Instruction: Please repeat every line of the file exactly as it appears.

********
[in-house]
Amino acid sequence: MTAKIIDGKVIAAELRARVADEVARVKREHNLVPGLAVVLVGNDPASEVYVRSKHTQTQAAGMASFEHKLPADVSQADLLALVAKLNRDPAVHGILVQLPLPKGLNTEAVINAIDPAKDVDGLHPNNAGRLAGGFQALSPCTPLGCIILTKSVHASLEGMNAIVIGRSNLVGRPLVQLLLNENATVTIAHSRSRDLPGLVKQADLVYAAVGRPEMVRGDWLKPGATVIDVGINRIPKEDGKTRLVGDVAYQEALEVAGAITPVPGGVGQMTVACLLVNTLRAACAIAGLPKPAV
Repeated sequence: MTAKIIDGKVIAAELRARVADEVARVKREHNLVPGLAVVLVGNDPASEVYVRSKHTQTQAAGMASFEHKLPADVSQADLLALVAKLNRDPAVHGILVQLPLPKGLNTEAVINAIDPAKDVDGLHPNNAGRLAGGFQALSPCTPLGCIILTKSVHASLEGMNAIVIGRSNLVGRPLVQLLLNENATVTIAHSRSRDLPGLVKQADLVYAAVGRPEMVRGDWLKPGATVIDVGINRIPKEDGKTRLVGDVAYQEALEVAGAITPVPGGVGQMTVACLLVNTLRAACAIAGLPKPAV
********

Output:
[in-house]
Amino acid sequence: MTAKIIDGKVIAAELRARVADEVARVKREHNLVPGLAVVLVGNDPASEVYVRSKHTQTQAAGMASFEHKLPADVSQADLLALVAKLNRDPAVHGILVQLPLPKGLNTEAVINAIDPAKDVDGLHPNNAGRLAGGFQALSPCTPLGCIILTKSVHASLEGMNAIVIGRSNLVGRPLVQLLLNENATVTIAHSRSRDLPGLVKQADLVYAAVGRPEMVRGDWLKPGATVIDVGINRIPKEDGKTRLVGDVAYQEALEVAGAITPVPGGVGQMTVACLLVNTLRAACAIAGLPKPAV
Repeated sequence: MTAKIIDGKVIAAELRARVADEVARVKREHNLVPGLAVVLVGNDPASEVYVRSKHTQTQAAGMASFEHKLPADVSQADLLALVAKLNRDPAVHGILVQLPLPKGLNTEAVINAIDPAKDVDGLHPNNAGRLAGGFQALSPCTPLGCIILTKSVHASLEGMNAIVIGRSNLVGRPLVQLLLNENATVTIAHSRSRDLPGLVKQADLVYAAVGRPEMVRGDWLKPGATVIDVGINRIPKEDGKTRLVGDVAYQEALEVAGAITPVPGGVGQMTVACLLVNTLRAACAIAGLPKPAV